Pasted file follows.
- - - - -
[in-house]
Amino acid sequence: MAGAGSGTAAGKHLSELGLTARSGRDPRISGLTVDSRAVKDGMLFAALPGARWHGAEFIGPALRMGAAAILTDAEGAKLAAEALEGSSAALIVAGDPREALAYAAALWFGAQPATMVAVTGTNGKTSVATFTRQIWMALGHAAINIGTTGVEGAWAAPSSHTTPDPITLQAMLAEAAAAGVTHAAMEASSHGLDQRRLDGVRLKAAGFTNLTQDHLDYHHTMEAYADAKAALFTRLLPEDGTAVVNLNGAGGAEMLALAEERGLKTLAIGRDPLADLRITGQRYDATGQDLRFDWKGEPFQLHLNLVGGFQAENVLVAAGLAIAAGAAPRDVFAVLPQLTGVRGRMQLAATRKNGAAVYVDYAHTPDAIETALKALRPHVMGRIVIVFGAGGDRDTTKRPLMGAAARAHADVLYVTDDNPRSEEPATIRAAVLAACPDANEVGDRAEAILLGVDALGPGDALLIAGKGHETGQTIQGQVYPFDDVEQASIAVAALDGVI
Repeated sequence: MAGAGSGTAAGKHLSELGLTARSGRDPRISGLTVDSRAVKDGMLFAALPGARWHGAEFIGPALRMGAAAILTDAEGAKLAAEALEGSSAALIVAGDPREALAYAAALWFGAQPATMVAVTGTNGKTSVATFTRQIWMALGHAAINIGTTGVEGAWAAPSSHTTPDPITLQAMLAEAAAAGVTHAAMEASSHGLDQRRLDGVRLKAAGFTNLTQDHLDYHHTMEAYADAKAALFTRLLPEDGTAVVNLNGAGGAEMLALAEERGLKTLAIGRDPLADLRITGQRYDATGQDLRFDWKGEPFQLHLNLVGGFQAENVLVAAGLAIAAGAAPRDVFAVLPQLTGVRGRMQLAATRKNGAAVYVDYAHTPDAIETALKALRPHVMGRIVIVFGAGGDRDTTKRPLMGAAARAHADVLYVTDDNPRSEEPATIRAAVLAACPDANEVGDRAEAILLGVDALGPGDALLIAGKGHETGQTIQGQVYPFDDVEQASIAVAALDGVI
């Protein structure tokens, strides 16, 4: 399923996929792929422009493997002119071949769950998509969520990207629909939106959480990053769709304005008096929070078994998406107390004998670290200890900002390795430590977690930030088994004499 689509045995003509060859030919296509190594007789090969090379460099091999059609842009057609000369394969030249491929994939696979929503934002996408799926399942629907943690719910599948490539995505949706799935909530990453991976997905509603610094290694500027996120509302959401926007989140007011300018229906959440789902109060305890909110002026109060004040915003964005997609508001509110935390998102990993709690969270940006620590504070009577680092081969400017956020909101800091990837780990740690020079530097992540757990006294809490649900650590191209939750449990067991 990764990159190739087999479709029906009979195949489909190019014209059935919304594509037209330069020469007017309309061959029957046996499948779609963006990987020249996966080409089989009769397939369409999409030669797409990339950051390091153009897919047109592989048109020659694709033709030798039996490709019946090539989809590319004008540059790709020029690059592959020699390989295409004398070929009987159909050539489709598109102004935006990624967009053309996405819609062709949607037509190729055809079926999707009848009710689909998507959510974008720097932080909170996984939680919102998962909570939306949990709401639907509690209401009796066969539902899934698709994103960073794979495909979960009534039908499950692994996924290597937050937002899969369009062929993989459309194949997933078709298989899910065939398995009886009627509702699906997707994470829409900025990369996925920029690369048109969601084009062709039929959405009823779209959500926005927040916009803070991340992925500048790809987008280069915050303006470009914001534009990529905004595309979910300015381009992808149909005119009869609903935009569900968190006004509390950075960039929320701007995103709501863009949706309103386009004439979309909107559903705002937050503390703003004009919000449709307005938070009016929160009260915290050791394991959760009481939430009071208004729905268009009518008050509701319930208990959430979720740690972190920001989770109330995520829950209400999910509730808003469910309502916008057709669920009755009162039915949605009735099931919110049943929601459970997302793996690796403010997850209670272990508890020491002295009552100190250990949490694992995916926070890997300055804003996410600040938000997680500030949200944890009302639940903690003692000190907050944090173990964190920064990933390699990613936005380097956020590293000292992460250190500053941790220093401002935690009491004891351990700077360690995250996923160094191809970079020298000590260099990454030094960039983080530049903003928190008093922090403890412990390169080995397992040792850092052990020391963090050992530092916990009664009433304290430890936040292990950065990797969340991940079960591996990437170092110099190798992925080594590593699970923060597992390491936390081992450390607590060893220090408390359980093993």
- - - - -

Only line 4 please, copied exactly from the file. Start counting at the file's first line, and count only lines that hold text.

């Protein structure tokens, strides 16, 4: 399923996929792929422009493997002119071949769950998509969520990207629909939106959480990053769709304005008096929070078994998406107390004998670290200890900002390795430590977690930030088994004499 689509045995003509060859030919296509190594007789090969090379460099091999059609842009057609000369394969030249491929994939696979929503934002996408799926399942629907943690719910599948490539995505949706799935909530990453991976997905509603610094290694500027996120509302959401926007989140007011300018229906959440789902109060305890909110002026109060004040915003964005997609508001509110935390998102990993709690969270940006620590504070009577680092081969400017956020909101800091990837780990740690020079530097992540757990006294809490649900650590191209939750449990067991 990764990159190739087999479709029906009979195949489909190019014209059935919304594509037209330069020469007017309309061959029957046996499948779609963006990987020249996966080409089989009769397939369409999409030669797409990339950051390091153009897919047109592989048109020659694709033709030798039996490709019946090539989809590319004008540059790709020029690059592959020699390989295409004398070929009987159909050539489709598109102004935006990624967009053309996405819609062709949607037509190729055809079926999707009848009710689909998507959510974008720097932080909170996984939680919102998962909570939306949990709401639907509690209401009796066969539902899934698709994103960073794979495909979960009534039908499950692994996924290597937050937002899969369009062929993989459309194949997933078709298989899910065939398995009886009627509702699906997707994470829409900025990369996925920029690369048109969601084009062709039929959405009823779209959500926005927040916009803070991340992925500048790809987008280069915050303006470009914001534009990529905004595309979910300015381009992808149909005119009869609903935009569900968190006004509390950075960039929320701007995103709501863009949706309103386009004439979309909107559903705002937050503390703003004009919000449709307005938070009016929160009260915290050791394991959760009481939430009071208004729905268009009518008050509701319930208990959430979720740690972190920001989770109330995520829950209400999910509730808003469910309502916008057709669920009755009162039915949605009735099931919110049943929601459970997302793996690796403010997850209670272990508890020491002295009552100190250990949490694992995916926070890997300055804003996410600040938000997680500030949200944890009302639940903690003692000190907050944090173990964190920064990933390699990613936005380097956020590293000292992460250190500053941790220093401002935690009491004891351990700077360690995250996923160094191809970079020298000590260099990454030094960039983080530049903003928190008093922090403890412990390169080995397992040792850092052990020391963090050992530092916990009664009433304290430890936040292990950065990797969340991940079960591996990437170092110099190798992925080594590593699970923060597992390491936390081992450390607590060893220090408390359980093993």